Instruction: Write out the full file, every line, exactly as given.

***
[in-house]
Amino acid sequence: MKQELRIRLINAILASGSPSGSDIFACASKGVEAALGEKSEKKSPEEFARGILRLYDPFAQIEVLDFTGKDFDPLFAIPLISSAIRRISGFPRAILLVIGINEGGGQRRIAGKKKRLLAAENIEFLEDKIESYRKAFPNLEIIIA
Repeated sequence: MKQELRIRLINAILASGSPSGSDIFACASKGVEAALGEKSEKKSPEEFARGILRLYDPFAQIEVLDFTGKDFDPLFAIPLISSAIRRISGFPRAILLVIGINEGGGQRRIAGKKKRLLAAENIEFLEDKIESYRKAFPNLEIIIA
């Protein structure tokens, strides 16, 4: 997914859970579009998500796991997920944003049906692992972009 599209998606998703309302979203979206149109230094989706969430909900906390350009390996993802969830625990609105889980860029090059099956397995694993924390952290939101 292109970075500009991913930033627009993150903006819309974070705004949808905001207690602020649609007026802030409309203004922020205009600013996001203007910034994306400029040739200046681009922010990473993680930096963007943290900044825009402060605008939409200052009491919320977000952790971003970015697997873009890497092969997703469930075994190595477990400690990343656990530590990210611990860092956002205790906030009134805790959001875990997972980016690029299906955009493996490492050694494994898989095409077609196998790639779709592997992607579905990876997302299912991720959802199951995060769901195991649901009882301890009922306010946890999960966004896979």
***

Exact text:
[in-house]
Amino acid sequence: MKQELRIRLINAILASGSPSGSDIFACASKGVEAALGEKSEKKSPEEFARGILRLYDPFAQIEVLDFTGKDFDPLFAIPLISSAIRRISGFPRAILLVIGINEGGGQRRIAGKKKRLLAAENIEFLEDKIESYRKAFPNLEIIIA
Repeated sequence: MKQELRIRLINAILASGSPSGSDIFACASKGVEAALGEKSEKKSPEEFARGILRLYDPFAQIEVLDFTGKDFDPLFAIPLISSAIRRISGFPRAILLVIGINEGGGQRRIAGKKKRLLAAENIEFLEDKIESYRKAFPNLEIIIA
């Protein structure tokens, strides 16, 4: 997914859970579009998500796991997920944003049906692992972009 599209998606998703309302979203979206149109230094989706969430909900906390350009390996993802969830625990609105889980860029090059099956397995694993924390952290939101 292109970075500009991913930033627009993150903006819309974070705004949808905001207690602020649609007026802030409309203004922020205009600013996001203007910034994306400029040739200046681009922010990473993680930096963007943290900044825009402060605008939409200052009491919320977000952790971003970015697997873009890497092969997703469930075994190595477990400690990343656990530590990210611990860092956002205790906030009134805790959001875990997972980016690029299906955009493996490492050694494994898989095409077609196998790639779709592997992607579905990876997302299912991720959802199951995060769901195991649901009882301890009922306010946890999960966004896979």